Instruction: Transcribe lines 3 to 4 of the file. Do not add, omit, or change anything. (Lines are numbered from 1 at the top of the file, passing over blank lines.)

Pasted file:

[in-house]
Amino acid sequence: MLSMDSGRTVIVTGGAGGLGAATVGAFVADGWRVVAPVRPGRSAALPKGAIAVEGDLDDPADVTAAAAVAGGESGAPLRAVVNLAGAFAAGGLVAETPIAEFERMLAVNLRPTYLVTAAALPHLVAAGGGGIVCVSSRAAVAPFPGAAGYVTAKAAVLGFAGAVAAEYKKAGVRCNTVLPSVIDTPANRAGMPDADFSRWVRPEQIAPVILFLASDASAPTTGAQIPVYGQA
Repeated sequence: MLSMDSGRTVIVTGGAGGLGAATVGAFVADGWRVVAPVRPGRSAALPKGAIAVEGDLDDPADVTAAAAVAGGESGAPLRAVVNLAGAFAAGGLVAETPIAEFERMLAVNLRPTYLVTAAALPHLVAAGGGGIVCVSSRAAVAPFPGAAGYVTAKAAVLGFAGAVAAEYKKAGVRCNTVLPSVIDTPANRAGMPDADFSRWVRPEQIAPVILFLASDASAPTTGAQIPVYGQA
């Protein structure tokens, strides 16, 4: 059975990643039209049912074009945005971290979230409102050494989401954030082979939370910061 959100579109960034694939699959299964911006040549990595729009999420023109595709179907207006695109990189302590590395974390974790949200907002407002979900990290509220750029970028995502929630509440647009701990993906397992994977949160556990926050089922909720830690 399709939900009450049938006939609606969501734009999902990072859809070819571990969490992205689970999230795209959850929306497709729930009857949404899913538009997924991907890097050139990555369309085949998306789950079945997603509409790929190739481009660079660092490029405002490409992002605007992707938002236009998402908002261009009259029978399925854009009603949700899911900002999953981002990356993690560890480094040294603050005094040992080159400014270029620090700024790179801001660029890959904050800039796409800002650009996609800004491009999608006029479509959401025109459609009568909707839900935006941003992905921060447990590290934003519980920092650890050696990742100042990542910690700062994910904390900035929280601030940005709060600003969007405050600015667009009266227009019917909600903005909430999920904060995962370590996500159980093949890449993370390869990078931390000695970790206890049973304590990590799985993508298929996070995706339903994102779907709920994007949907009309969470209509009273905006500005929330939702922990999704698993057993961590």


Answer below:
Repeated sequence: MLSMDSGRTVIVTGGAGGLGAATVGAFVADGWRVVAPVRPGRSAALPKGAIAVEGDLDDPADVTAAAAVAGGESGAPLRAVVNLAGAFAAGGLVAETPIAEFERMLAVNLRPTYLVTAAALPHLVAAGGGGIVCVSSRAAVAPFPGAAGYVTAKAAVLGFAGAVAAEYKKAGVRCNTVLPSVIDTPANRAGMPDADFSRWVRPEQIAPVILFLASDASAPTTGAQIPVYGQA
């Protein structure tokens, strides 16, 4: 059975990643039209049912074009945005971290979230409102050494989401954030082979939370910061 959100579109960034694939699959299964911006040549990595729009999420023109595709179907207006695109990189302590590395974390974790949200907002407002979900990290509220750029970028995502929630509440647009701990993906397992994977949160556990926050089922909720830690 399709939900009450049938006939609606969501734009999902990072859809070819571990969490992205689970999230795209959850929306497709729930009857949404899913538009997924991907890097050139990555369309085949998306789950079945997603509409790929190739481009660079660092490029405002490409992002605007992707938002236009998402908002261009009259029978399925854009009603949700899911900002999953981002990356993690560890480094040294603050005094040992080159400014270029620090700024790179801001660029890959904050800039796409800002650009996609800004491009999608006029479509959401025109459609009568909707839900935006941003992905921060447990590290934003519980920092650890050696990742100042990542910690700062994910904390900035929280601030940005709060600003969007405050600015667009009266227009019917909600903005909430999920904060995962370590996500159980093949890449993370390869990078931390000695970790206890049973304590990590799985993508298929996070995706339903994102779907709920994007949907009309969470209509009273905006500005929330939702922990999704698993057993961590």